Sally Ride, the first US woman to reach space, has lost her battle against pancreatic cancer, aged 61.
Ride was in a thirty-year relationship with her female partner Tam O’Shaughnessy. She had fought cancer for 17 months before sadly passing away yesterday (23 July 2012).
Back in 1983, at the age of 32, Ride held the banner high for women all over the world, when she and four crewmates launched into space on the shuttle Challenger. Later the same year, she returned for a second mission into space.
Growing up in LA, she studied at Stanford University, where she gained degrees in physics as well as English. Later, in 1978, she joined NASA’s astronaut corps, where her training began.
After leaving NASA in 1989, Ride went back to Stanford as a professor. Her deep interest in education lead her to create a science education startup called ‘Sally Ride Science’ in San Diego, which she targeted at younger students, and in particular women.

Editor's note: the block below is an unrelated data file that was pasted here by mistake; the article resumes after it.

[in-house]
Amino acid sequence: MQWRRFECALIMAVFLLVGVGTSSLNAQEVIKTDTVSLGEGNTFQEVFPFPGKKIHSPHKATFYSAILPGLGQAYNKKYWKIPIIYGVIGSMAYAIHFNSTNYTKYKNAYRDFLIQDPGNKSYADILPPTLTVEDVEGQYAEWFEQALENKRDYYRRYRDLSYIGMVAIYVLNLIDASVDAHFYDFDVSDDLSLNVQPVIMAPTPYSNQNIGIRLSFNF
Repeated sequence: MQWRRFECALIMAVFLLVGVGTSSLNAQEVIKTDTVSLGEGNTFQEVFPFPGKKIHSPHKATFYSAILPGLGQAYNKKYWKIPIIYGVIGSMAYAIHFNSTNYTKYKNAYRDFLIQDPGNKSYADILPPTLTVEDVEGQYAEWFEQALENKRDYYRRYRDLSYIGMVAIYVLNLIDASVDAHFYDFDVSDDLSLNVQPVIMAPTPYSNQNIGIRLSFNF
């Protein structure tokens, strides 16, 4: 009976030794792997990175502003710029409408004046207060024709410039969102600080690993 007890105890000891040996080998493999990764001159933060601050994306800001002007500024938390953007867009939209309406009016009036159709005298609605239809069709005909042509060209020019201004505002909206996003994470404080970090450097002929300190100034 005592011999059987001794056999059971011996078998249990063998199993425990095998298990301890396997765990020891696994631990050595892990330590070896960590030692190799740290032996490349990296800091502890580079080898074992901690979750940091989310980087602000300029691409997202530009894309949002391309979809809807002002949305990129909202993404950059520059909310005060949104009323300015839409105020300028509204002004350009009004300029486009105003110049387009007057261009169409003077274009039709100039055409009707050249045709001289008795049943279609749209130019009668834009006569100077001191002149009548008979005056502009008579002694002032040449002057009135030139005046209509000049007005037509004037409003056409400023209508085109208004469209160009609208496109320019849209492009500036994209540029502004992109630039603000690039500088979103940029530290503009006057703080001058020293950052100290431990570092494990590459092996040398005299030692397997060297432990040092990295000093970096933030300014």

Former astronaut and NASA administrator Charles Bolden described Sally Ride as breaking barriers with ‘grace and professionalism’ and that she ‘literally changed the face of America’s space programme’.
He added that ‘she will be missed, but her star will always shine brightly.’